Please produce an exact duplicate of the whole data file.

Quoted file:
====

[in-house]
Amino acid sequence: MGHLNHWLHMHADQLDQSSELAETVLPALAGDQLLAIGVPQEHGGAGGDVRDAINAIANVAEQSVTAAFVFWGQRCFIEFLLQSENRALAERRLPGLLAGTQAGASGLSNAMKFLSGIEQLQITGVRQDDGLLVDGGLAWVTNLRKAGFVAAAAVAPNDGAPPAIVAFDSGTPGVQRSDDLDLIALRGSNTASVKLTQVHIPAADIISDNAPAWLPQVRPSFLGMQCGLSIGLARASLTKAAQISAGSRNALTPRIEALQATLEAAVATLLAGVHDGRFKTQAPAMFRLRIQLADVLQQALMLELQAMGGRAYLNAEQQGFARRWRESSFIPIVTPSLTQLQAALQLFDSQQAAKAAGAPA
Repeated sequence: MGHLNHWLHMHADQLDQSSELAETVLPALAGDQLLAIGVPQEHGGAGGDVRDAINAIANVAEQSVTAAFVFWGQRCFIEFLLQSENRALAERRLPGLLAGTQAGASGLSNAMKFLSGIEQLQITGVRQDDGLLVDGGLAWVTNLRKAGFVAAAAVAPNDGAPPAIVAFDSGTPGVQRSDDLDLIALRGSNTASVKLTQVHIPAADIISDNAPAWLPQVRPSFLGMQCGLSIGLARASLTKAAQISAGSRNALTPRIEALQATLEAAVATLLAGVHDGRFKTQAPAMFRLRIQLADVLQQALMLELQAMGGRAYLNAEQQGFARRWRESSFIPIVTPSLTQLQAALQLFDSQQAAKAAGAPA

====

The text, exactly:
[in-house]
Amino acid sequence: MGHLNHWLHMHADQLDQSSELAETVLPALAGDQLLAIGVPQEHGGAGGDVRDAINAIANVAEQSVTAAFVFWGQRCFIEFLLQSENRALAERRLPGLLAGTQAGASGLSNAMKFLSGIEQLQITGVRQDDGLLVDGGLAWVTNLRKAGFVAAAAVAPNDGAPPAIVAFDSGTPGVQRSDDLDLIALRGSNTASVKLTQVHIPAADIISDNAPAWLPQVRPSFLGMQCGLSIGLARASLTKAAQISAGSRNALTPRIEALQATLEAAVATLLAGVHDGRFKTQAPAMFRLRIQLADVLQQALMLELQAMGGRAYLNAEQQGFARRWRESSFIPIVTPSLTQLQAALQLFDSQQAAKAAGAPA
Repeated sequence: MGHLNHWLHMHADQLDQSSELAETVLPALAGDQLLAIGVPQEHGGAGGDVRDAINAIANVAEQSVTAAFVFWGQRCFIEFLLQSENRALAERRLPGLLAGTQAGASGLSNAMKFLSGIEQLQITGVRQDDGLLVDGGLAWVTNLRKAGFVAAAAVAPNDGAPPAIVAFDSGTPGVQRSDDLDLIALRGSNTASVKLTQVHIPAADIISDNAPAWLPQVRPSFLGMQCGLSIGLARASLTKAAQISAGSRNALTPRIEALQATLEAAVATLLAGVHDGRFKTQAPAMFRLRIQLADVLQQALMLELQAMGGRAYLNAEQQGFARRWRESSFIPIVTPSLTQLQAALQLFDSQQAAKAAGAPA